23 January 2017 – International talks to extend the ceasefire in Syria started today in the Kazakh capital of Astana, with the United Nations Special Envoy said the ceasefire can be solidified if a mechanism to oversee and implement it is created.
“The chances of success will be greater if the parties here are able to agree on a mechanism to oversee and implement nationwide ceasefire. A mechanism to oversee and implement a nationwide ceasefire,” said Staffan de Mistura. “We didn’t have it in the past, that’s the reason why often we failed.”
He encouraged the guarantors of the ceasefire to create a mechanism to implement the consolidation and de-confliction ceasefire measures, and “to see what else can be done to build confidence.”
Sitting alongside representatives of the Government of Syria and the Syrian opposition, Mr. de Mistura reiterated that the only way to end the conflict and secure a political solution is through negotiation among the Syrians.
The closed-door meeting – convened by Iran, Russia and Turkey, with a representative from the United States attending as an observer – is meant to end tomorrow.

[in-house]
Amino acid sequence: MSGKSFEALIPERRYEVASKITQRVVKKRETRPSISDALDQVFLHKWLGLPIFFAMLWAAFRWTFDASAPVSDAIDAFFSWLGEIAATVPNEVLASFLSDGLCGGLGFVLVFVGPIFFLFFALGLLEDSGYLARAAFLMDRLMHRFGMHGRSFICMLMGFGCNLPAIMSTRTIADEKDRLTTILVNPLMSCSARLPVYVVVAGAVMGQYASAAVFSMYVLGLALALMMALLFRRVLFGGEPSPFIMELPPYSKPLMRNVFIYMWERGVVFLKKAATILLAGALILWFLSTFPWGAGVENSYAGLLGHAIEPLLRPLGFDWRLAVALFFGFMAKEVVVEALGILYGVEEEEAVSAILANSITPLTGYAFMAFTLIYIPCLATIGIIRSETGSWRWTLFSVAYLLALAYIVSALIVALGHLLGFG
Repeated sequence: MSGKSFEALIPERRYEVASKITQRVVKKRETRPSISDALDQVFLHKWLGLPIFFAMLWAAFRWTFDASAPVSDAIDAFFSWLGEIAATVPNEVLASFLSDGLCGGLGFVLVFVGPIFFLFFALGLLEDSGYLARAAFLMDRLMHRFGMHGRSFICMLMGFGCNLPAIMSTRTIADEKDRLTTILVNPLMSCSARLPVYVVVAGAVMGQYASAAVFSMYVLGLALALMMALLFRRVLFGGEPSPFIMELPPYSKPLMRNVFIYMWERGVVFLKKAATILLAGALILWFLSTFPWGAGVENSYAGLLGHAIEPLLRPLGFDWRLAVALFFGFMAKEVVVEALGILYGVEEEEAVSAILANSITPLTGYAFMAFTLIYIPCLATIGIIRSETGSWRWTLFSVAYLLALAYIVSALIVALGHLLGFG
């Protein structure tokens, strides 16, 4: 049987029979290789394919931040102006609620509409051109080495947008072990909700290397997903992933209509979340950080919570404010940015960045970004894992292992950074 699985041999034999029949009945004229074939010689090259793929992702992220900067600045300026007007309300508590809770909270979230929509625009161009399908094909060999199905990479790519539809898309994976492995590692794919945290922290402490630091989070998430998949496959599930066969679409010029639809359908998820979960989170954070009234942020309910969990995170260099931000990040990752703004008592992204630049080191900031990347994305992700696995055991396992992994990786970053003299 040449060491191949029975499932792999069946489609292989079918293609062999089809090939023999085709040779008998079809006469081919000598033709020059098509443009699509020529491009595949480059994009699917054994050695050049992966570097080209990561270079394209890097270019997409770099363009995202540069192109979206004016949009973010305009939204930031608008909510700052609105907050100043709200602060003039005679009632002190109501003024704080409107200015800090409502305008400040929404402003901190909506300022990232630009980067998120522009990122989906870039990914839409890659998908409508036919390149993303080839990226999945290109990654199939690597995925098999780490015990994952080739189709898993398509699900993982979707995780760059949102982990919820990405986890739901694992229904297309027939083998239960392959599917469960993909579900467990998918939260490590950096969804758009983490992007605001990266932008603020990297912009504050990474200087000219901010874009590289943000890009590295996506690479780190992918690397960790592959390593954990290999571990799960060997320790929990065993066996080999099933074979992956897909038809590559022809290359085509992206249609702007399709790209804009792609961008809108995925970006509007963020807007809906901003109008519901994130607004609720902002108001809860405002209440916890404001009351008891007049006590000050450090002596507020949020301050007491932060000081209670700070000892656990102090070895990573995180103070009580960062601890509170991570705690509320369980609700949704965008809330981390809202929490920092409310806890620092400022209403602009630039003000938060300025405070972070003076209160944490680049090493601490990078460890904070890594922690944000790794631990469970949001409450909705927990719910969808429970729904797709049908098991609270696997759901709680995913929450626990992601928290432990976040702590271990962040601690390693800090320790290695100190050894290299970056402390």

The Special Envoy said that he hoped by strengthening the ceasefire at the Astana meeting “we could see in Geneva genuine intra-Syrian negotiations,” referring to the 8 February negotiations to be held under the auspices of the UN.
“I would hope direct negotiations between empowered and inclusive delegations of the Government and the opposition to take place,” Mr. de Mistura said, which include issues of “governance, constitution , elections” in the context of Security Council resolution 2254 (2015).
He praised the parties for the ceasefire announced by President Vladimir Putin and President Recep Tayyip Erdoğan, with support of Iran, in December for saving lives, and encouraged others to join.
“All other armed opposition groups not affiliated to terror organisations designated as such by the Security Council, in addition to groups allied with the Government, should also listen to the call to abide by the ceasefire,” Mr. de Mistura said.
Protection of civilians must be a crucial priority, he underscored, calling for the protection of civilian infrastructure, including hospitals, schools, water and electricity networks, and areas such as markets.
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